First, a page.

The prospect of cloudy conditions and a greener Gabba surface than usual will be welcome news for Anderson and the rest of the England attack, and with the day/night Test in Adelaide next in the itinerary, England might never get a better chance of starting an away Ashes series well.
And they’ll need to. If England are behind after Adelaide, they will be up against it, but a washout in Brisbane wouldn’t be the worst result for Root’s side with the prospect of facing Anderson and Chris Woakes under lights in the second Test not one Australia’s top order will be relishing.
If we do get enough play for a result this week, England will need to take advantage of conditions expected to be more to their liking than in previous years. If the tourists can stay in touch early in the series, then we might see just what Australia have in reserve in regards to their bowling, while the pressure would undoubtedly heat up on Cummins and his team.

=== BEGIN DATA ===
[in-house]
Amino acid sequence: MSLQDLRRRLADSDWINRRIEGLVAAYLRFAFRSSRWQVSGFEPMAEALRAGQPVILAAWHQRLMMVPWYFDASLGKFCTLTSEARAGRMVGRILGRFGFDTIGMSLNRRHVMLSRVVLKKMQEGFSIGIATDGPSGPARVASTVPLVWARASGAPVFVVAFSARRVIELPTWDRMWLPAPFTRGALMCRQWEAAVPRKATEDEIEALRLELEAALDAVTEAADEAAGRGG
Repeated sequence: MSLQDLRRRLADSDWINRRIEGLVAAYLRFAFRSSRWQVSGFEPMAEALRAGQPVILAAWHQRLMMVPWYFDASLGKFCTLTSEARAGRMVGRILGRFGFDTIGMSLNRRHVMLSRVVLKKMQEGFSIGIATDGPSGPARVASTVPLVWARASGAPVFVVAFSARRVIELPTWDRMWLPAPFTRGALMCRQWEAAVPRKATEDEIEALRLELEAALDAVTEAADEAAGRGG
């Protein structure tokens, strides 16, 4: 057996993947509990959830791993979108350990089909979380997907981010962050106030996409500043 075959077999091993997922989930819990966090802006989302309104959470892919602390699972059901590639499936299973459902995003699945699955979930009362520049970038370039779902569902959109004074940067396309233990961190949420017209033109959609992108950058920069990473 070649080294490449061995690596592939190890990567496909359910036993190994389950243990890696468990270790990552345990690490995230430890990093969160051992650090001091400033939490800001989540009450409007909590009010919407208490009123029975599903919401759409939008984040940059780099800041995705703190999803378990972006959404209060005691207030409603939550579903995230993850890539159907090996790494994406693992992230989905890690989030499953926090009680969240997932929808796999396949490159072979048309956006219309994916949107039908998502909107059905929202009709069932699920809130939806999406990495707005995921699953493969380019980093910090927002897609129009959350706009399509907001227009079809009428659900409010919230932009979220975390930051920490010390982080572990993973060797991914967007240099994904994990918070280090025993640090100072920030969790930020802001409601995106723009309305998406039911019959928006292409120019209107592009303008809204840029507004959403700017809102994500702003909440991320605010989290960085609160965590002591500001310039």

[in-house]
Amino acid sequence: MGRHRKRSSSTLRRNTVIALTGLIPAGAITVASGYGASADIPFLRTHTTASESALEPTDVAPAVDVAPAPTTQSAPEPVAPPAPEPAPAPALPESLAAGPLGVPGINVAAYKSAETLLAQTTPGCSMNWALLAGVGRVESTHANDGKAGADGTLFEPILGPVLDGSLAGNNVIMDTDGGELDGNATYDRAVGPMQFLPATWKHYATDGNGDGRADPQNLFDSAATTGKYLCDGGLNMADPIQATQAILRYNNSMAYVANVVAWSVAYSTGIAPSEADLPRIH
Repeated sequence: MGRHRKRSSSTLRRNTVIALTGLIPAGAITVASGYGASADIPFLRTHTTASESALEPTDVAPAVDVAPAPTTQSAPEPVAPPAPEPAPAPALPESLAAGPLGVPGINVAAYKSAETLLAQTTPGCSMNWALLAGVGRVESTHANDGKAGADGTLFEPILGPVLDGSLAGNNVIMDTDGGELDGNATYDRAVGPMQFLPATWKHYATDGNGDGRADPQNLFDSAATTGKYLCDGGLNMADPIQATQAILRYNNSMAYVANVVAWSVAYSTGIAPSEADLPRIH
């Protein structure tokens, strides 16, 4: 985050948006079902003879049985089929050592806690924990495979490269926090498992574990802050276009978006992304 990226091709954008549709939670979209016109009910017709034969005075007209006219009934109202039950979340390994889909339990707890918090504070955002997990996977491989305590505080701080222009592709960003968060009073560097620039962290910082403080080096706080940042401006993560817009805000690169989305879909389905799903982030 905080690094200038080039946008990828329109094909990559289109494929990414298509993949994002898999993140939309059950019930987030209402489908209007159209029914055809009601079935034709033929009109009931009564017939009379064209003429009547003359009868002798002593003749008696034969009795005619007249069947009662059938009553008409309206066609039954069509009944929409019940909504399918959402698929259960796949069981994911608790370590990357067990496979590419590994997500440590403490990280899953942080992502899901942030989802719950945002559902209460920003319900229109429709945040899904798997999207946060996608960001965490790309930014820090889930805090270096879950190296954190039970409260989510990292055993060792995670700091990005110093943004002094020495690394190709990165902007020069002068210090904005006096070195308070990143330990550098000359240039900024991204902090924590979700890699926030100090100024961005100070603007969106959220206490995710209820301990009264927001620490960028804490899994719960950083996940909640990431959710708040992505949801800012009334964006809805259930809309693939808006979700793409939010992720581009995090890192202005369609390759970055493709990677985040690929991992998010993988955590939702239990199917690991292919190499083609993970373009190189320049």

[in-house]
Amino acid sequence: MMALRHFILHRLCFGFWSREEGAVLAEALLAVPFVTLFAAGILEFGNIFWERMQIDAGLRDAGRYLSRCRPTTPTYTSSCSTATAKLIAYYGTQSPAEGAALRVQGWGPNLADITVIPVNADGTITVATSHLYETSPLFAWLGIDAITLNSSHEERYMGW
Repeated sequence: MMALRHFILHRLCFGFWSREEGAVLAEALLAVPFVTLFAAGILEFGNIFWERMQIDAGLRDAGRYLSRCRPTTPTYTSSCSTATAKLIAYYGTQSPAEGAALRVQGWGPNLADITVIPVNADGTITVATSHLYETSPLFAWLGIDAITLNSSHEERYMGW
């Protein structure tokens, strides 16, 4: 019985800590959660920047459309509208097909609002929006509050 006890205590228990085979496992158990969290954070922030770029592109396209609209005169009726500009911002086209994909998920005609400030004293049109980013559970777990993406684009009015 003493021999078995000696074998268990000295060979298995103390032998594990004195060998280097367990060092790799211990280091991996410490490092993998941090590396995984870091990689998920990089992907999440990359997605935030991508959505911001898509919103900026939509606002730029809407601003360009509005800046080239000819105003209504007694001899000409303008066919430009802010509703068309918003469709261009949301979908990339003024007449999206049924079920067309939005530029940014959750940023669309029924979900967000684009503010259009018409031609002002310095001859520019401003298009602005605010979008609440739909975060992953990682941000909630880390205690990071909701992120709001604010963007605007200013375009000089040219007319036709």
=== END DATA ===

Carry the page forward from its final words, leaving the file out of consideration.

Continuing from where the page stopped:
As I argued in my Antepost Angle column here a few months ago, I really do think England can be competitive in the coming weeks and while current series odds of 9/2 are a few points shorter than the already advised bet at 7/1, there might still be some mileage in that for those not yet involved.
From here, I’m happier to play the series correct score market. In the belief the series should be a competitive one, I’ll start by backing the 2-2 DRAW at 8/1, split stakes with AUSTRALIA TO WIN THE SERIES 2-1. With England to win the series already in the staking plan, I want to cover on the hosts in the series correct score market, but 28/1 for England to win 2-1 might appeal to those happy to chance the tourists.
It’s worth remembering that these are two sides with their faults, and a nip and tuck series could easily play out. Doubts about the weather next week has to bring the draw into play at the Gabba, while we can’t even be sure what, where or when the fifth Test – scheduled for Perth – will take place. There has been talk of the MCG staging that match, along with the Boxing Day Test, and given the 2017 renewal served up a high-scoring draw, 2-1 either way is a big player in the correct score market.
I published my Ashes specials preview a week ago and made the case for backing Ollie Pope for top England series batsman honours at 14/1, but talk that Bairstow will be preferred to him at number six could scupper those plans.